State comptroller says region faces economic challenges

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While the Mohawk Valley region faces economic challenges and job losses, its positive developments include job increases in health care and some manufacturing sectors, plus efforts to revitalize downtown districts, says state Comptroller Thomas P. DiNapoli.

DiNapoli issued an economic profile for the six-county region on Friday, and was at Utica College. He has been announcing a series of such profiles around the state.

The area region includes Oneida, Herkimer, Fulton, Hamilton, Montgomery and Schoharie counties.

“The Mohawk Valley has lost some industries and employers over the past couple of decades, but modest increases in food processing, electrical equipment and appliance production provide some good news,” DiNapoli said. “Unemployment and child poverty rates are higher in the region than for the state as a whole, but ongoing efforts aim to revitalize the economic hubs including Utica and Rome.”

Among points cited for the region:

• Of its 432,612 residents, Oneida County has 231,332, including 60,635 in Utica and 32,473 in Rome.

• While the state’s population rose 4 percent from 1970-2000, the region’s population dropped 7.7 percent from a high of 478,654.

• The average annual wage in 2017 was $40,862. For median household income, all six counties were below the state’s median of $60,741.

• The annual unemployment rate for 2017 was 5.4 percent, compared to 4.7 percent statewide.

• The largest employment sector is government, at 23 percent of total employment, including 39,209 workers in federal, state and local government positions. Some of the categories include teachers, public administrators, firefighters, police, and employees at the region’s four state correctional facilities.

• In manufacturing, the fourth-largest sector with 16,707 jobs, employment rose 1.9 percent from 2010 to 2017, due to growth in sectors such as food, electrical equipment and appliances.

This helped offset losses in leather, paper and textile production.

• In Rome, Griffiss International Airport and the Griffiss Business and Technology Park are “drawing ongoing state and local support and are viewed as critical to the region’s economy.” The park has 76 tenants and over 5,800 employees in such industries as technology, manufacturing and aviation.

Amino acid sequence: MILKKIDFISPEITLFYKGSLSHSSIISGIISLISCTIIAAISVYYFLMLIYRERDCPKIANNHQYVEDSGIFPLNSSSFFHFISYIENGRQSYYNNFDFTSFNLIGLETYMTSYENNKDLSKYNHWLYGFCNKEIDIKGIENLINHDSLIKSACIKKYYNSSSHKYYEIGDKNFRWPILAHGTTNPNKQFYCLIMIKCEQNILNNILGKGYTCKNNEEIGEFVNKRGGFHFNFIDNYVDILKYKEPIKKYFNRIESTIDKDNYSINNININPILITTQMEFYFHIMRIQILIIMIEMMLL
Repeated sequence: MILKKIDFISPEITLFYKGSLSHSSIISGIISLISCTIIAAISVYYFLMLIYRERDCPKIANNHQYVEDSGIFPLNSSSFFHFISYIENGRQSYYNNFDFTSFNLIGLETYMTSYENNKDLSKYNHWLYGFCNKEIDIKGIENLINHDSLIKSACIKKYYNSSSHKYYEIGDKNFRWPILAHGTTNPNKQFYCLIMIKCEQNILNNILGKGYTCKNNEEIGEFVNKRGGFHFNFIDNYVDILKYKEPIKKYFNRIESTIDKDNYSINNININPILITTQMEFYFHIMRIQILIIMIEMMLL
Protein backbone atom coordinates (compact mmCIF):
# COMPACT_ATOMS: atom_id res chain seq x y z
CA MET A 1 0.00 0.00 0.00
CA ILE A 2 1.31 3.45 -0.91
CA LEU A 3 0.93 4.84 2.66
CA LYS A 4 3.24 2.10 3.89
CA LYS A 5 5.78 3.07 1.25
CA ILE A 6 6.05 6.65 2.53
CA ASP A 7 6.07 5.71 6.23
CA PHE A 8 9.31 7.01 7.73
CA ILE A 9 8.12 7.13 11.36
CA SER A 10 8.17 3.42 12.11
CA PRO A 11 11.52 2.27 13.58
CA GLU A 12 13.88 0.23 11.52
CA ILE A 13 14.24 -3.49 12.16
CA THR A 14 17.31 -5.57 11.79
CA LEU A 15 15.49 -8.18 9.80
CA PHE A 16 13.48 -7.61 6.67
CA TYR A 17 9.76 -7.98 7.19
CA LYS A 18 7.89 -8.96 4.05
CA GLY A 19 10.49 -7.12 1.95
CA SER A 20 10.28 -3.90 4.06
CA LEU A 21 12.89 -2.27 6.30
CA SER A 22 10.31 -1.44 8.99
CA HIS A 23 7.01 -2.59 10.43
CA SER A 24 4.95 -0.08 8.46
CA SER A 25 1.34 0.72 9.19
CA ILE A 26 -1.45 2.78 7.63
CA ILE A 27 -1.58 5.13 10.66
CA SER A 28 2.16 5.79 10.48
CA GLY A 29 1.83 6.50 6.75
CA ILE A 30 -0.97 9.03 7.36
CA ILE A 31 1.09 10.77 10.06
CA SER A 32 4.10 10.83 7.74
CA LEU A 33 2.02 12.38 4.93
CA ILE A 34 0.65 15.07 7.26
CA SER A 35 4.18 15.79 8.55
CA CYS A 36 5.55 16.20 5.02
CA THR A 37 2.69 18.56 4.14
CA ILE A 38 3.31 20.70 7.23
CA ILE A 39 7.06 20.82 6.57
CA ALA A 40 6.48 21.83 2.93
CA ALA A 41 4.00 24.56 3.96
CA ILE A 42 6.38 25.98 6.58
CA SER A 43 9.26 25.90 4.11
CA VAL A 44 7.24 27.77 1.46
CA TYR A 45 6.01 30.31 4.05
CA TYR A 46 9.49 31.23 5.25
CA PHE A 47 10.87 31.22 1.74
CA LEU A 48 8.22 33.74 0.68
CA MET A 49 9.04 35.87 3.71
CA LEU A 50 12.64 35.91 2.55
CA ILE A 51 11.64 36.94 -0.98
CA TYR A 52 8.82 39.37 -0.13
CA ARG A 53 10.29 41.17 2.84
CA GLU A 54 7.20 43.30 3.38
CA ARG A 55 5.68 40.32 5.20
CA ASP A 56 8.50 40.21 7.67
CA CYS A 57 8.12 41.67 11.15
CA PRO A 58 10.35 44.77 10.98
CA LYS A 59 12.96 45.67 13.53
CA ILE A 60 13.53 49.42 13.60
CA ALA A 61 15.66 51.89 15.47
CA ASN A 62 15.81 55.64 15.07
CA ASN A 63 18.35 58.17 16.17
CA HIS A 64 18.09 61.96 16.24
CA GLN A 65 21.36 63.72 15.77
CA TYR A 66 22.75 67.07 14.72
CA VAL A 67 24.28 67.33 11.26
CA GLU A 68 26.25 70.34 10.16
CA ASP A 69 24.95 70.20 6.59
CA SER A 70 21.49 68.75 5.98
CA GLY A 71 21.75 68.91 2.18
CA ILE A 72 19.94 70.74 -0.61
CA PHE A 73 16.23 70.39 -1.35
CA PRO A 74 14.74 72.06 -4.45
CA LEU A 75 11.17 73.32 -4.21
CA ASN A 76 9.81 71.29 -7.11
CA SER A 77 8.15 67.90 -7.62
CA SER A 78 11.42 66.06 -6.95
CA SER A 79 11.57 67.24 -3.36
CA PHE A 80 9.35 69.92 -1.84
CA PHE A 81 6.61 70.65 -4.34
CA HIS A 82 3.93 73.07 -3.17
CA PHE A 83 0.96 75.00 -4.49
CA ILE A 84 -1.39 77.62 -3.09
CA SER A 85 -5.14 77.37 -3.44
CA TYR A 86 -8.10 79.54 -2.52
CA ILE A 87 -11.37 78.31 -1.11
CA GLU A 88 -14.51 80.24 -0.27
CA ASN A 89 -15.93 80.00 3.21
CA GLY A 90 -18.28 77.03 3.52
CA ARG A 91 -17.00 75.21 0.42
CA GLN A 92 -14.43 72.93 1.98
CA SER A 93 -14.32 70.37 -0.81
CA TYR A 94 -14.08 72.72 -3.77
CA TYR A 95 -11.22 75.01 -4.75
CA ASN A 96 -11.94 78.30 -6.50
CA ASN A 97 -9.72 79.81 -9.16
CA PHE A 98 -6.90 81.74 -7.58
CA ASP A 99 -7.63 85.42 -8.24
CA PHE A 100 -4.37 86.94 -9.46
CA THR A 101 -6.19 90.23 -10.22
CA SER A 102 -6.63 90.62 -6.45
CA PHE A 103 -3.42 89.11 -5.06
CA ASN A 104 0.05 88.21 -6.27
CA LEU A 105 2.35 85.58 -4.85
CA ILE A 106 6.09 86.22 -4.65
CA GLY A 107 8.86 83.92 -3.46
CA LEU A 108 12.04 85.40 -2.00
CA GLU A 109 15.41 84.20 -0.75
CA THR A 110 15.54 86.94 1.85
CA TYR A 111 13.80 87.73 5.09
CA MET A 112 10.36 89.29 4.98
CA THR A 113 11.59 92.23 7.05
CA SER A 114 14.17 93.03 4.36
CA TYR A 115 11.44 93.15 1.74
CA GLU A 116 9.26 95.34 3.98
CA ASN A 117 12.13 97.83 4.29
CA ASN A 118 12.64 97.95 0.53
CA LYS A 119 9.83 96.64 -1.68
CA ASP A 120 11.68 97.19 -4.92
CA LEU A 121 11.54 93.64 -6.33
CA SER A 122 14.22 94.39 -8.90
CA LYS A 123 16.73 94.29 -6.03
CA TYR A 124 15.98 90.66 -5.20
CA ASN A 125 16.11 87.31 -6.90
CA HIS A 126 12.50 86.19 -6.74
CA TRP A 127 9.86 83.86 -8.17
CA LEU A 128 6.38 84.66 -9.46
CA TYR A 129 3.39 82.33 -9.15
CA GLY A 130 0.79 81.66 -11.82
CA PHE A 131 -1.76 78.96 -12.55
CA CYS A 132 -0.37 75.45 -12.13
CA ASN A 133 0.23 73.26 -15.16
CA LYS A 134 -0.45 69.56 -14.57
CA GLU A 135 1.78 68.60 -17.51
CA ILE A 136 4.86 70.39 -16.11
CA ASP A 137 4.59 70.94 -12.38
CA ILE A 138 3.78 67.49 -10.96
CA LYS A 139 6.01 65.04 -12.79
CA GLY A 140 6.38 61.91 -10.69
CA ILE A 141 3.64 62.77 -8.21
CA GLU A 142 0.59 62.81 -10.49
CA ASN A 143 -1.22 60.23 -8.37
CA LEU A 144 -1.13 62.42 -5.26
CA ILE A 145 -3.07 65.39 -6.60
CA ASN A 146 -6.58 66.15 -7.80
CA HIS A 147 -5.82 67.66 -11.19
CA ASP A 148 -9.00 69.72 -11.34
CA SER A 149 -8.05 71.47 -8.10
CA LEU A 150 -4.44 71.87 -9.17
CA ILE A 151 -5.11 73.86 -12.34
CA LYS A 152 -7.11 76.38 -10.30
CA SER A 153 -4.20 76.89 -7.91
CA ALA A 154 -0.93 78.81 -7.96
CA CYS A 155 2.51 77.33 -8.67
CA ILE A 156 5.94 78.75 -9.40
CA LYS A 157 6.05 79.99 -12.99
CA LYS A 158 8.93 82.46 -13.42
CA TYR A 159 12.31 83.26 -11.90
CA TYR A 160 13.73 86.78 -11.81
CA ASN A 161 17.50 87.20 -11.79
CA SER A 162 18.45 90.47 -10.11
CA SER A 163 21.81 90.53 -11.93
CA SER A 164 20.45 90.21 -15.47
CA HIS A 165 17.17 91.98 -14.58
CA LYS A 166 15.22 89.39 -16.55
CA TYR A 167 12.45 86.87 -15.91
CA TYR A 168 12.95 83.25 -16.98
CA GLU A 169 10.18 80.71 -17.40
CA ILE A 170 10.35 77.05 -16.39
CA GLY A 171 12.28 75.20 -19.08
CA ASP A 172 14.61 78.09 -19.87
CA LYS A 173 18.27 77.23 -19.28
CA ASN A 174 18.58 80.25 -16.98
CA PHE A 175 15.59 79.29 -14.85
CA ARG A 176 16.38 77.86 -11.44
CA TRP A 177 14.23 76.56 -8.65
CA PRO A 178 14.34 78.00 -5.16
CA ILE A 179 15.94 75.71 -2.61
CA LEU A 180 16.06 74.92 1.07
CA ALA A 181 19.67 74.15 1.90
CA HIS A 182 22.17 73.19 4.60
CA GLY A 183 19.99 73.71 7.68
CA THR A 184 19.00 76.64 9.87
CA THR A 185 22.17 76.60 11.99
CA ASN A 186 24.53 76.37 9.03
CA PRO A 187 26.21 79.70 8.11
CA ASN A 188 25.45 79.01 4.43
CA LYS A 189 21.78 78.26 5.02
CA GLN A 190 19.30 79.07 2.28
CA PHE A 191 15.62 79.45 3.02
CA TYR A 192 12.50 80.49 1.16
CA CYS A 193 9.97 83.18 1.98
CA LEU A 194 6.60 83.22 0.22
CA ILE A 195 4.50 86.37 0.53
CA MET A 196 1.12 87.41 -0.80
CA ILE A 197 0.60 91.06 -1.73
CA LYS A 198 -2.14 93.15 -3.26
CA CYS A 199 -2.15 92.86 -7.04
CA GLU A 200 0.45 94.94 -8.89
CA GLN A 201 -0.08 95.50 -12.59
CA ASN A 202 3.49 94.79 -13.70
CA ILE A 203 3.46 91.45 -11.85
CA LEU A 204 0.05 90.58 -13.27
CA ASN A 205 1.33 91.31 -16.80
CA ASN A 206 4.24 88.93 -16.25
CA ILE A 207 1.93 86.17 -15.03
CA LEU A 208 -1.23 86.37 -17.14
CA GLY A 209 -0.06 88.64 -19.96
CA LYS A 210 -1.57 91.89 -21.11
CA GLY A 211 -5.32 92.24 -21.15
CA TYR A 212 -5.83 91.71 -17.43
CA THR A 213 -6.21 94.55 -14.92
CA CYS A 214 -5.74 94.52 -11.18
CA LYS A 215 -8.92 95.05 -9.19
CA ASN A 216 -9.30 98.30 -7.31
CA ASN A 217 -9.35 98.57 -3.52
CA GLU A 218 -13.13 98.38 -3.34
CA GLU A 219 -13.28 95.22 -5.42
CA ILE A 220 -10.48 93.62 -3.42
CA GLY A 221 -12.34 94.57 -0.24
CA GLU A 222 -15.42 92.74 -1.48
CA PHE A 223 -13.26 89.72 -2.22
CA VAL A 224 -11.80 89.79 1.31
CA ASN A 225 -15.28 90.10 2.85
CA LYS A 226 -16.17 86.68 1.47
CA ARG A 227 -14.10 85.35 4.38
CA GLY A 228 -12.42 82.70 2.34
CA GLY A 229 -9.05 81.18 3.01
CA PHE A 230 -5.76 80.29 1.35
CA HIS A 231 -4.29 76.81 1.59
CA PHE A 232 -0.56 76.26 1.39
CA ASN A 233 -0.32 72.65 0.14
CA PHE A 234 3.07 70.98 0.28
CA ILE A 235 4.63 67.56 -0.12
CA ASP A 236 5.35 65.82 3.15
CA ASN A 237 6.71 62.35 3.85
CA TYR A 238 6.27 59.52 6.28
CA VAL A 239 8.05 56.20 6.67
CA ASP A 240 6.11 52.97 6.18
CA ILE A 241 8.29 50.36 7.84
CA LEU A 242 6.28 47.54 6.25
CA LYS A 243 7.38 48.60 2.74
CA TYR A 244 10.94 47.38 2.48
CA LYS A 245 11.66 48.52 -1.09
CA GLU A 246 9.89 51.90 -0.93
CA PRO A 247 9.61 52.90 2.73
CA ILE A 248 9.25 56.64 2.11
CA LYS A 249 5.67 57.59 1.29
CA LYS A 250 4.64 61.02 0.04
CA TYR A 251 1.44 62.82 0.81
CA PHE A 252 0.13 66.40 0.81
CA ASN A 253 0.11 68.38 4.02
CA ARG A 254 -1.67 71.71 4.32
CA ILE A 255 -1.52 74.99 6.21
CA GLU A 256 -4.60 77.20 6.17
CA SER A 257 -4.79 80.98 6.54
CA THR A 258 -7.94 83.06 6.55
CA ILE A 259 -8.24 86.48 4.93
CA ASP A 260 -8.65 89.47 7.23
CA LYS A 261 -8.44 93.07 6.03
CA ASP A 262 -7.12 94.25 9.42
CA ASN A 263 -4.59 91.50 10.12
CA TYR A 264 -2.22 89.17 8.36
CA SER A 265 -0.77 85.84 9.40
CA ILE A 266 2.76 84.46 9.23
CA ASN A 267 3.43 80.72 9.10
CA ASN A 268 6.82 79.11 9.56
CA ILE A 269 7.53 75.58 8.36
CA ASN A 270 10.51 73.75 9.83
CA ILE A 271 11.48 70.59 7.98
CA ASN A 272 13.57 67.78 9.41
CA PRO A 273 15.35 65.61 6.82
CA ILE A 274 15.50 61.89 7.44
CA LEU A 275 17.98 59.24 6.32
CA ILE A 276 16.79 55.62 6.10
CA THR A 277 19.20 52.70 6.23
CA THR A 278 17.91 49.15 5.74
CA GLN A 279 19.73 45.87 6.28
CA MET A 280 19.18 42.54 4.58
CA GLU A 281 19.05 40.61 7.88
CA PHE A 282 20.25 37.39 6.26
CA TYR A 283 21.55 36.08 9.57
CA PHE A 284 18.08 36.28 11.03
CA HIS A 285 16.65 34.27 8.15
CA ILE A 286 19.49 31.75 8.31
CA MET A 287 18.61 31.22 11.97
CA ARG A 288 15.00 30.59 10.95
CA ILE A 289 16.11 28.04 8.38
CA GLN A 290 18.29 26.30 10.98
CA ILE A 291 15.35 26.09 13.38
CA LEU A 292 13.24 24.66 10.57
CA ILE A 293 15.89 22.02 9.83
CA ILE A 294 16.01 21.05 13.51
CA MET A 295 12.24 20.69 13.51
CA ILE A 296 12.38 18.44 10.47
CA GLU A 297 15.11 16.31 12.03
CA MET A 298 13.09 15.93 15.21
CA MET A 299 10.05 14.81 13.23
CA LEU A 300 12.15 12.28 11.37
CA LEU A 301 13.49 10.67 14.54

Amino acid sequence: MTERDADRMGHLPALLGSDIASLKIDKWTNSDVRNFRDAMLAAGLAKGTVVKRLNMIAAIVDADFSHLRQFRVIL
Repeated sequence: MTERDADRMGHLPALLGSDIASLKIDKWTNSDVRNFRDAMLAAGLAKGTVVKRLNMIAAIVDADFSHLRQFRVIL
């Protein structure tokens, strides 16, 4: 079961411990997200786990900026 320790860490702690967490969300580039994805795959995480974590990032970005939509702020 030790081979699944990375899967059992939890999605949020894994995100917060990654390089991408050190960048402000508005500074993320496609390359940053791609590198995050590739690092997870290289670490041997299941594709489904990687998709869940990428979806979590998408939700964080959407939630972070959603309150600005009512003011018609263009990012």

• Median home prices include $117,600 in Oneida County, while the other regions range from $97,300 in Herkimer County to $165,500 in Hamilton County.

All are “quite low compared to the statewide median” of $268,300.

But the region’s counties all saw “some increases between 2006 and 2016.”

Several area officials offered reactions:

• “While there are good things taking place in the Mohawk Valley, we need to change the way that we handle economic development in New York state,” said state Sen. Joseph Griffo, R-47, Rome.

“In the Senate, we have taken steps to address this issue, including passing legislation that would increase accountability on economic development programs in the state. However, we must continue to address our current economic climate by finding ways to lower taxes and energy costs and reduce regulations....”

• “It is clear from this report that boosting the ongoing growth in manufacturing; continuing vital infrastructure improvements; and capitalizing on the revitalization in Utica and Rome’s downtowns are keys to continued expansion of our economy,” said Assemblyman Anthony Brindisi, D-119, Utica.

“....This profile of our economy will be an important tool for all of us as we continue working together for the betterment of our region.”

• “Oneida County has made great strides in economic development and continues to be a catalyst for the entire Mohawk Valley region,” said County Executive Anthony J. Picente Jr.

“In recent years, we have seen our downtowns revitalized thanks in large part to the growth of our high-tech industry including cybersecurity, unmanned aircraft systems and nanotechnology....”

• Rome Mayor Jacqueline Izzo said “we appreciate the state comptroller’s report on the economic condition of the Mohawk Valley.”

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